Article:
Per Tom Reagan, who leads Marsh’s US cyber brokerage practice and also heads up the Cyber Catalyst program for Marsh, this complexity is exactly why Marsh spearheaded this effort. In turn, bringing some clarity to the cybersecurity market should benefit insurers as customers can make more informed decisions. In short, an effective cyber catalyst program should ultimately lead to fewer cyber incidents.
Is the Cyber Catalyst designation significant?
In short, yes. The Cyber Catalyst designation is important. Cyber insurers want to reduce the number of checks they write to organizations hit by ransomware attacks and other cyber incidents. Because of this, it’s important to recognize technologies that demonstrate an ability to help protect organizations from cyber incidents.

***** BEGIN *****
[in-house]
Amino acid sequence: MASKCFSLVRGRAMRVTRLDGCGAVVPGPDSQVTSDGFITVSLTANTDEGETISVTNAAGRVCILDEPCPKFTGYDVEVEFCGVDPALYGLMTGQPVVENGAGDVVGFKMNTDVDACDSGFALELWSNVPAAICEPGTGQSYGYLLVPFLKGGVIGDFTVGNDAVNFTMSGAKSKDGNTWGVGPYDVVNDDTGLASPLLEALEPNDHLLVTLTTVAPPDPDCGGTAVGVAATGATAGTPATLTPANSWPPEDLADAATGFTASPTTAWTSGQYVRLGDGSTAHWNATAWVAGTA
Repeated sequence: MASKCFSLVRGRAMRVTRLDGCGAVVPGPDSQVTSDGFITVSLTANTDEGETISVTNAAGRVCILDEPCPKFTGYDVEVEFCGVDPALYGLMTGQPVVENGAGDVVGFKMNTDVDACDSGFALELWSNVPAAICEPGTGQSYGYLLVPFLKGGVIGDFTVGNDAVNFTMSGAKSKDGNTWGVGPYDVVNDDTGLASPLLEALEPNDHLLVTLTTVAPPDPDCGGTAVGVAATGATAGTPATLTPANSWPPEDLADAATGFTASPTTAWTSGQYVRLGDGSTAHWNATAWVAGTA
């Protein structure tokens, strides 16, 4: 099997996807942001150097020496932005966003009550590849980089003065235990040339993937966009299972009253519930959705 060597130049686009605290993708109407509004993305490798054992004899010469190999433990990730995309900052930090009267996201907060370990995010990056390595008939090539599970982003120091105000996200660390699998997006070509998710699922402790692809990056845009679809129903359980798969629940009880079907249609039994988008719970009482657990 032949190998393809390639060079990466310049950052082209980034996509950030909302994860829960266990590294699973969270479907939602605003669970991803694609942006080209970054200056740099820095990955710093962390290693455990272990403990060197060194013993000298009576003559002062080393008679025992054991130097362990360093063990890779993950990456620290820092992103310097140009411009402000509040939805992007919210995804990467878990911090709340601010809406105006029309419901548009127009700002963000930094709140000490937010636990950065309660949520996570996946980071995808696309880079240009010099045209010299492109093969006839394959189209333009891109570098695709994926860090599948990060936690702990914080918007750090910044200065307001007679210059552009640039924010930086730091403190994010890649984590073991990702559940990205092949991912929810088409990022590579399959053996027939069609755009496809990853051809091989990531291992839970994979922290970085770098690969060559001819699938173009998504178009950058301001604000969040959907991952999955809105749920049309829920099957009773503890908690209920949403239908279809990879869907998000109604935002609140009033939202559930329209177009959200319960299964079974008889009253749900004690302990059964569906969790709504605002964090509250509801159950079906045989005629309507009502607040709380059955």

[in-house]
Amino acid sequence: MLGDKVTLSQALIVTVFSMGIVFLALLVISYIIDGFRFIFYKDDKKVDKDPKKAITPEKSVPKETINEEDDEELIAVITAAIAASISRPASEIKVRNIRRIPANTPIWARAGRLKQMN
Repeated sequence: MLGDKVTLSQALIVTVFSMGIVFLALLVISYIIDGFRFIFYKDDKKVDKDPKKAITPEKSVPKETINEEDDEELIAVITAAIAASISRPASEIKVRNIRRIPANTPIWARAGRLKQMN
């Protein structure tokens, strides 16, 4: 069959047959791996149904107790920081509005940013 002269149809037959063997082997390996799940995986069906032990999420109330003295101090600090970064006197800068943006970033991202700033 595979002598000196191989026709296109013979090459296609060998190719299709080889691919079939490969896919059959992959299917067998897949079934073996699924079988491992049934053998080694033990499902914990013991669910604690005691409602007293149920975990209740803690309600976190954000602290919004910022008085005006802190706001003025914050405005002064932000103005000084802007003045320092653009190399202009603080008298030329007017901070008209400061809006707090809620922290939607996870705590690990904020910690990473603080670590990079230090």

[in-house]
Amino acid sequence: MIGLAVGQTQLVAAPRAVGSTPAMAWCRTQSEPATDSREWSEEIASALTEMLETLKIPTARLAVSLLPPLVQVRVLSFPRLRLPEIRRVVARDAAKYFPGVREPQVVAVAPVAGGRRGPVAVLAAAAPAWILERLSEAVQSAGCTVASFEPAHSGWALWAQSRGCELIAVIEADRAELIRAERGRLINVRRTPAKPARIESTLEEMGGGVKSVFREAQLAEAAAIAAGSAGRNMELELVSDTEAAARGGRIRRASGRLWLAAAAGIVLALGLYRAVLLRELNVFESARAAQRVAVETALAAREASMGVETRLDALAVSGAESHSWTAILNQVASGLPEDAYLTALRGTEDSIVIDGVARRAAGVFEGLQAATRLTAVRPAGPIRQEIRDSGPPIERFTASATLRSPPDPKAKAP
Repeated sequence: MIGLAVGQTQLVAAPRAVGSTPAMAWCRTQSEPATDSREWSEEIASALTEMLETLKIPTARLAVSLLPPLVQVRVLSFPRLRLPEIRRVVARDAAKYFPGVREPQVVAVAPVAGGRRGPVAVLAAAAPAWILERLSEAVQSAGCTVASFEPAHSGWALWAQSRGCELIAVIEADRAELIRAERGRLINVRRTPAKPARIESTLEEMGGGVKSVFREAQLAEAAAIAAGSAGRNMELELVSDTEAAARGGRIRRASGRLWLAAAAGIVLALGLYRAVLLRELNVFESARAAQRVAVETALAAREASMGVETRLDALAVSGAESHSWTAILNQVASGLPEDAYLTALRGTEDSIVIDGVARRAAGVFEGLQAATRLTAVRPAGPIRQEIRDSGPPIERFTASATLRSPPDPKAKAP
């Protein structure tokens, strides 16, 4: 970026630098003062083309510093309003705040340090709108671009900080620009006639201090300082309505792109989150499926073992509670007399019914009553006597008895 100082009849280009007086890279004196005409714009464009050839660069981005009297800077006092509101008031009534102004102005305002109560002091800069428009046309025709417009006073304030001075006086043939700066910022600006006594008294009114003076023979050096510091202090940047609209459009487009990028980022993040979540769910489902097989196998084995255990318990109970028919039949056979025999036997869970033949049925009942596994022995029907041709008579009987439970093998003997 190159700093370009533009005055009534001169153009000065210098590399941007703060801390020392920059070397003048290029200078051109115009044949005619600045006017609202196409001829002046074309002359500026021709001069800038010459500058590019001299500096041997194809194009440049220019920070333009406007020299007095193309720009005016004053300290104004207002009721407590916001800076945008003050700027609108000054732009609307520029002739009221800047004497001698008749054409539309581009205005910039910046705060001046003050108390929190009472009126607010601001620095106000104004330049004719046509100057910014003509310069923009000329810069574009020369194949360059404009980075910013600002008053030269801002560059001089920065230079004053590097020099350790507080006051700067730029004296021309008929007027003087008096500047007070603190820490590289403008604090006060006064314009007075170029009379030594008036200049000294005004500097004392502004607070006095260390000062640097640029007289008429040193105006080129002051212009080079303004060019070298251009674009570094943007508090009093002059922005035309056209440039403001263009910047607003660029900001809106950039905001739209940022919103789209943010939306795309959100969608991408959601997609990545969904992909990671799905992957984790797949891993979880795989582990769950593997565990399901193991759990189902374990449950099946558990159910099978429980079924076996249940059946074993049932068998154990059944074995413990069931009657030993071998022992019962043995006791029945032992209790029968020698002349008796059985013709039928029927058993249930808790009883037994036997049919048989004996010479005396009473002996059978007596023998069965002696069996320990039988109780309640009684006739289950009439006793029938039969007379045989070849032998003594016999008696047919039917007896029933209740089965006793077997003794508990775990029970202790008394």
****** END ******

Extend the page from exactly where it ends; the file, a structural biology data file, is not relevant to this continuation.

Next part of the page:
The goal of Marsh and the participating insurers is to provide clearer guidance to organizations looking to strengthen their cyber defenses. Because of this, the Cyber Catalyst evaluation process is rigorous. Out of over 150 initial submissions, only 17 designations were awarded in this inaugural program cycle.
Some closing thoughts.
Security has been and will be a top of mind topic for the foreseeable future. As edge computing moves from being strategically important towards actual deployments, the need to have a holistic security approach anchored by resilient infrastructure is critical. HPE’s approach to meeting these complex needs is comprehensive. The company has built and acquired intellectual property that protects organizations across the many dimensions necessary to achieve real cyber resilience.
IT organizations of all sizes would be wise to take a deeper look at Marsh’s Cyber Catalyst program. Taking advantage of the exhaustive vetting process that Tom Reagan and team put behind its designations is smart.